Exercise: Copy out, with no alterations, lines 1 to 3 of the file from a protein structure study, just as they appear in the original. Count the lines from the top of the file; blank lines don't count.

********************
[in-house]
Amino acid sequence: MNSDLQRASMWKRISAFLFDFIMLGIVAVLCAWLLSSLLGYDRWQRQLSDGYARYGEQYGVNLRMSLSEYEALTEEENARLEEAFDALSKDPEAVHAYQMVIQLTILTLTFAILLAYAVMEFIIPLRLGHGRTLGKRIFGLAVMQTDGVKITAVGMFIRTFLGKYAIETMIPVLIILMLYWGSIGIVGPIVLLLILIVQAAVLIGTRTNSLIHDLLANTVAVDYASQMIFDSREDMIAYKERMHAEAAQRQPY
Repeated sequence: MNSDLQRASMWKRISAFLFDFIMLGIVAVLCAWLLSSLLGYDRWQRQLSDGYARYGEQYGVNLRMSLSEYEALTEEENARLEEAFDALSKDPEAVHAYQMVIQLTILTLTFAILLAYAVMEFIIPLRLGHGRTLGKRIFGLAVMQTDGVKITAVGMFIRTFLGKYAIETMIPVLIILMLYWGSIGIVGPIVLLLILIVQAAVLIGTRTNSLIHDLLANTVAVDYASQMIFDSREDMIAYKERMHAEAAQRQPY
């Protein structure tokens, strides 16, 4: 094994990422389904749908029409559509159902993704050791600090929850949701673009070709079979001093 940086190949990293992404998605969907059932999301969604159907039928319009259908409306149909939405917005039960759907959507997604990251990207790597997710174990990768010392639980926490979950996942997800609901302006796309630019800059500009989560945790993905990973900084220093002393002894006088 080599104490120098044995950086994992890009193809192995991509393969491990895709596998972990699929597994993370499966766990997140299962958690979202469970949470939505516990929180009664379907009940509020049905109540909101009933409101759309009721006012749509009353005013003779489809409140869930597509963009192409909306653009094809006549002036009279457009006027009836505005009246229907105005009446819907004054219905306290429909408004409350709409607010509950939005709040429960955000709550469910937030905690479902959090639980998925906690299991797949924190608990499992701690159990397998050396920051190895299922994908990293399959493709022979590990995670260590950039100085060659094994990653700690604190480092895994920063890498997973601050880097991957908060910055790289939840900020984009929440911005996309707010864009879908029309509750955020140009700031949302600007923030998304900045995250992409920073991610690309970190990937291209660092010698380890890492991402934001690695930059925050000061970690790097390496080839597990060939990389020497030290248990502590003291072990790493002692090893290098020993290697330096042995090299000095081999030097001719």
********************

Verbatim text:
[in-house]
Amino acid sequence: MNSDLQRASMWKRISAFLFDFIMLGIVAVLCAWLLSSLLGYDRWQRQLSDGYARYGEQYGVNLRMSLSEYEALTEEENARLEEAFDALSKDPEAVHAYQMVIQLTILTLTFAILLAYAVMEFIIPLRLGHGRTLGKRIFGLAVMQTDGVKITAVGMFIRTFLGKYAIETMIPVLIILMLYWGSIGIVGPIVLLLILIVQAAVLIGTRTNSLIHDLLANTVAVDYASQMIFDSREDMIAYKERMHAEAAQRQPY
Repeated sequence: MNSDLQRASMWKRISAFLFDFIMLGIVAVLCAWLLSSLLGYDRWQRQLSDGYARYGEQYGVNLRMSLSEYEALTEEENARLEEAFDALSKDPEAVHAYQMVIQLTILTLTFAILLAYAVMEFIIPLRLGHGRTLGKRIFGLAVMQTDGVKITAVGMFIRTFLGKYAIETMIPVLIILMLYWGSIGIVGPIVLLLILIVQAAVLIGTRTNSLIHDLLANTVAVDYASQMIFDSREDMIAYKERMHAEAAQRQPY